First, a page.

On 29 January, Werner von Blomberg was sworn in by Hindenburg as Defense Minister promptly and in an illegal manner because in late January 1933 there were wild and untrue rumors circulating in Berlin that Schleicher was planning on staging a putsch.
The military, which until that moment had been Schleicher's strongest bastion of support, now suddenly withdrew their support. The military played a major role in January 1933 in persuading President Hindenburg to dismiss Schleicher and appoint Hitler as Chancellor. The reason for this was that by late January 1933 it was clear that the Schleicher government could only stay in power by proclaiming martial law and by sending the Reichswehr to crush popular opposition. In doing so, the military would have to kill hundreds, if not thousands of German civilians; any regime established in this way could never expect to build the national consensus necessary to create the Wehrstaat (Defense State). The military had decided that Hitler alone was capable of peacefully creating the national consensus that would allow the creation of the Wehrstaat, and thus the military successfully brought pressure on Hindenburg to appoint Hitler Chancellor. By late January 1933 most senior officers in the Army were advising Hindenburg that Schleicher needed to go.
Support for Hitler Chancellorship
That same day, Schleicher, learning that his government was about to fall, and fearing that his rival Papen would get the Chancellorship, began to favor a Hitler Chancellorship. Knowing of Papen's by now boundless hatred for him, Schleicher knew he had no chance of becoming Defense Minister in a new Papen government, but he felt his chances of becoming the Defense Minister in a Hitler government were very good. At this time Schleicher told Meissner, "If Hitler wants to establish a dictatorship, the Army will be a dictatorship within the dictatorship" headed by himself.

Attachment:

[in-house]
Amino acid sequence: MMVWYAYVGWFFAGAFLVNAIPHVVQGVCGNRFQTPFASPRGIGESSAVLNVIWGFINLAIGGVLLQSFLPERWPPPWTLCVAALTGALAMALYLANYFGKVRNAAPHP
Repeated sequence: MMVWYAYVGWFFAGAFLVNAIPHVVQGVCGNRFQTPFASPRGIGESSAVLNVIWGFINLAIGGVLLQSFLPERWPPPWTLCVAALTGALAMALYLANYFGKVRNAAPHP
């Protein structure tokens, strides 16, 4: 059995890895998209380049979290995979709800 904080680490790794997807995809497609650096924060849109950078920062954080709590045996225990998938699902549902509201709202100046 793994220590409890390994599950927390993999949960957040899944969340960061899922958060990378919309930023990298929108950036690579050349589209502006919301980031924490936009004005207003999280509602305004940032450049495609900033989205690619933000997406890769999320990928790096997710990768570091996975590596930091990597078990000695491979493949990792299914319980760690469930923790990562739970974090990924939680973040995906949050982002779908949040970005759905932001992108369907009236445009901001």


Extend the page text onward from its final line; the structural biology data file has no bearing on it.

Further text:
Schleicher sent his close associate General Kurt von Hammerstein to meet with Hitler on 29 January, during which Hammerstein warned Hitler not to trust Papen, and promised that the Reichswehr stood behind Hitler being appointed Chancellor. Although Papen had made it clear that he would never serve in a government with Schleicher, when Hammerstein asked if Schleicher could become Defense Minister in a Hitler government, Hitler gave a positive answer.
When Hammerstein and Schleicher met later on the evening of 29 January to discuss what Hitler had said, they dispatched Werner von Alvensleben to meet Hitler, who was having dinner at the apartment of Joseph Goebbels, to seek further assurances that Schleicher could serve in a Hitler government. During his visit, Alvensleben had proclaimed very loudly that the Reichswehr would use force if any government emerged that was not to the Army's liking. When Alvensleben returned without a clear answer as to where Hitler stood about having Schleicher as Defense Minister, Hammerstein phoned Hitler to warn him that he was faced with a fait accompli, by which Hammerstein meant a Papen government without the Nazis.
Hitler misunderstood Hammerstein's remark as implying that Schleicher was about to launch a putsch to keep him out of power. In a climate of crisis, with wild rumors running rampant that Schleicher was moving troops into Berlin to depose Hindenburg, Papen convinced the President that there was not a moment to lose, and to appoint Hitler Chancellor the next day. The President dismissed Schleicher, calling Hitler into power on 30 January 1933. In the following months, the Nazis issued the Reichstag Fire Decree and the Enabling Act, transforming Germany into a totalitarian dictatorship.